That was the hot topic among Red Sox fans all day Saturday and throughout much of Sunday. In the newspapers. On sport-talk radio. On TV.
Heading into Game 3 of its American League Division Series, Boston had beaten the Angels in 11 consecutive playoff games, an all-time record. By extending The Streak to 12, the Red Sox could send the AL's best regular-season team packing for the West Coast and a long winter of wondering what the heck happened.
Yet when presented with that scenario before Sunday's game, Angels manager Mike Scioscia waved off The Streak like so many flies.
"First of all, we're not getting eliminated tonight," Scioscia said. "So I'm not going to answer that question."
Scioscia was right, and after the pressure in the series shifted ever-so-slightly to Boston's side after the Angels stopped The Streak with a thrilling 5-4 victory in 12 tense innings, the Red Sox find themselves facing a far more relevant and timely streak that's still intact.
The 2008 Angels have beaten the 2008 Red Sox six times in a row at Fenway Park.
"Hey, I like that way of thinking," Angels outfielder Torii Hunter said. "That's [a streak] I can get into."
Much like the Halos harrumphed when asked about Boston's playoff domination -- The Streak -- while in Anaheim, the Red Sox recoiled at the notion that another team might have their number in what Beantown likes to call "America's Most Beloved Ballpark."
"I said before the series started, you have to throw everything out the window once the playoffs start," first baseman Kevin Youkilis said. "It's not about what happened three years ago or last year or even yesterday. It's about today."
Sox's streak snapped
With their 5-4 loss in Game 3, the Red Sox's all-time mark for consecutive postseason wins against one team ended at 11.
Literally. Game 3 ended at 12:48 a.m. ET Monday. Game 4, which features a rematch between Game 1 starters John Lackey and Jon Lester, was set to start at 8:37 p.m. Monday.
When today was Sunday, of course, the Angels played like there was no tomorrow. And there wasn't. A loss and they were gone, with 100 regular-season victories of almost zero consolation.
They refused to cop to a lack of confidence, however, and first baseman Mark Teixeira admitted that the team's recent success in Boston didn't hurt.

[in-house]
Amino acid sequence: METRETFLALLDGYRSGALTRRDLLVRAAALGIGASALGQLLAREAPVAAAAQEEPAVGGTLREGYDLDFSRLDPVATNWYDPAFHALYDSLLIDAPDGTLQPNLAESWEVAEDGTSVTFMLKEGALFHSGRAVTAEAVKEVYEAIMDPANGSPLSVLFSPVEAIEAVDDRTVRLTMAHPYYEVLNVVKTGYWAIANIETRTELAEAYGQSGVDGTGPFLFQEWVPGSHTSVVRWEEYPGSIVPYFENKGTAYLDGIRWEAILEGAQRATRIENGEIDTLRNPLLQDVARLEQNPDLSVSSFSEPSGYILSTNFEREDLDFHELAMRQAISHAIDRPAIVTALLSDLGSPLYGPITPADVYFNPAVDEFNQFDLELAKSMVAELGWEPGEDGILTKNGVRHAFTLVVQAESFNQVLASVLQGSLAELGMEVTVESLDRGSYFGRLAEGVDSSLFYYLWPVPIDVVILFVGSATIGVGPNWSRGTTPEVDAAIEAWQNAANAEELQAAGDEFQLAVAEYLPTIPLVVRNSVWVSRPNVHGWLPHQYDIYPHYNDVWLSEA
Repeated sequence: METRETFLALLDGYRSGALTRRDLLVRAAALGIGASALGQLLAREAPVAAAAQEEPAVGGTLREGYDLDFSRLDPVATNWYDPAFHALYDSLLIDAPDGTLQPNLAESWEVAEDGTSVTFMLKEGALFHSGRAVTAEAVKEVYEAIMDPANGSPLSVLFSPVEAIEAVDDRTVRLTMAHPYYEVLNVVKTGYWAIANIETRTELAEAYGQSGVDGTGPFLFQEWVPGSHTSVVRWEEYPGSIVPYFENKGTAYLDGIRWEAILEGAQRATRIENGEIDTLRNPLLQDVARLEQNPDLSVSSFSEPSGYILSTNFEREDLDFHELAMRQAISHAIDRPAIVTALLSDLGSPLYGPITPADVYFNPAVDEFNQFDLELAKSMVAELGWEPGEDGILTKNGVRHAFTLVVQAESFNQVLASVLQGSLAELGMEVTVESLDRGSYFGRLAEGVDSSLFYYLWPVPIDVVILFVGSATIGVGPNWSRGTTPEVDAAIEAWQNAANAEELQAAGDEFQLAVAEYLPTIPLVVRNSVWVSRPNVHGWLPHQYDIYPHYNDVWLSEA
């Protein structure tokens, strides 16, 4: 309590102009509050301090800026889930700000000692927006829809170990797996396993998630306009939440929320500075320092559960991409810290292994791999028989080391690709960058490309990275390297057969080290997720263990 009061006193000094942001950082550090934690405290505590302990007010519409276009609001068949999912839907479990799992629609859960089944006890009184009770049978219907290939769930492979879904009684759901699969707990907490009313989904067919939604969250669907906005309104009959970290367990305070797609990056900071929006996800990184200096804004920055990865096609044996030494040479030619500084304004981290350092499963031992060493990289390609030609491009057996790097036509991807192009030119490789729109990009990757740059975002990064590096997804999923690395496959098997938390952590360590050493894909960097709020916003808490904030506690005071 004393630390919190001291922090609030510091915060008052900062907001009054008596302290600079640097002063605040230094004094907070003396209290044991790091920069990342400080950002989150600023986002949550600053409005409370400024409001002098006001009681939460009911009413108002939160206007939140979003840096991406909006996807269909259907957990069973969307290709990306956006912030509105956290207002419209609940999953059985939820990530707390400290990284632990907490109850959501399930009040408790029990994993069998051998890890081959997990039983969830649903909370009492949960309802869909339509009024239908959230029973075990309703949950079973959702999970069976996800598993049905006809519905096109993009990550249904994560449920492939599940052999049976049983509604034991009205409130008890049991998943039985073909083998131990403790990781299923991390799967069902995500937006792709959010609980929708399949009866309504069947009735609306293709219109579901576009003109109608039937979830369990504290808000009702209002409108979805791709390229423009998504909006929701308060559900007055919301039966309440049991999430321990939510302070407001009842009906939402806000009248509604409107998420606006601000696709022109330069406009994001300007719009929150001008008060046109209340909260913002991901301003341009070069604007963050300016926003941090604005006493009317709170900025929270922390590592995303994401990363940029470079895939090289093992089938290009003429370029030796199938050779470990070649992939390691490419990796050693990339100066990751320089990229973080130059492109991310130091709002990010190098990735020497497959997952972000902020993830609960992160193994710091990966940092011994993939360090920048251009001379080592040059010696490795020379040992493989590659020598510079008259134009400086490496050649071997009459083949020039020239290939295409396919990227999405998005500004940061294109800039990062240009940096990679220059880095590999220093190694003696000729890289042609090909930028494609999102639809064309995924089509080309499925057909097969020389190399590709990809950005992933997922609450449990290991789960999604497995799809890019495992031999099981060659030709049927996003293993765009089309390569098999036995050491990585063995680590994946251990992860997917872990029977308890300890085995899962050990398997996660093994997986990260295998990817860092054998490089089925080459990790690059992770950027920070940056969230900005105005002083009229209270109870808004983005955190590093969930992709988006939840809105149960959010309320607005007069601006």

"It's just one of those 'feel' things," he said. "If you've hit well against a certain pitcher in the past, you feel good as an individual when you see him the next time. And it's the same for a team. If you've won some games in another team's place, you feel good going in there."
"We felt we were going to play better tonight, and we did. If we keep playing well, we'll be fine," Scioscia said. "We're loose. We wanted to bring the team you saw during the summer onto the field."
Wins Nos. 3, 4 and 5 of The Other Streak came in the heart of the summer, when the Angels swept a three-game series here July 28-30, by a combined score of 22-9.
"We're a very confident team," said Angels shortstop Erick Aybar, who provided the game-winning RBI on Sunday with a soft single to center field in the top of the 12th. "We knew that if we stuck together [after the losses in Anaheim] we could make it positive for us."
"I think the confidence level has got to be high right now," Lackey said. "We've got to be excited about going again tomorrow."
The Red Sox said they are, too. The general consensus: streaks, like records and brittle bones, are made to be broken.
"Not that I think much about streaks like this at all; they're more for the media to focus on than anything," said second baseman Dustin Pedroia. "But I guess they ended ours tonight, so we need to turn right around and end theirs."
Mychael Urban is a
national writer for MLB.com. This story was not subject to the approval of Major League Baseball or its clubs.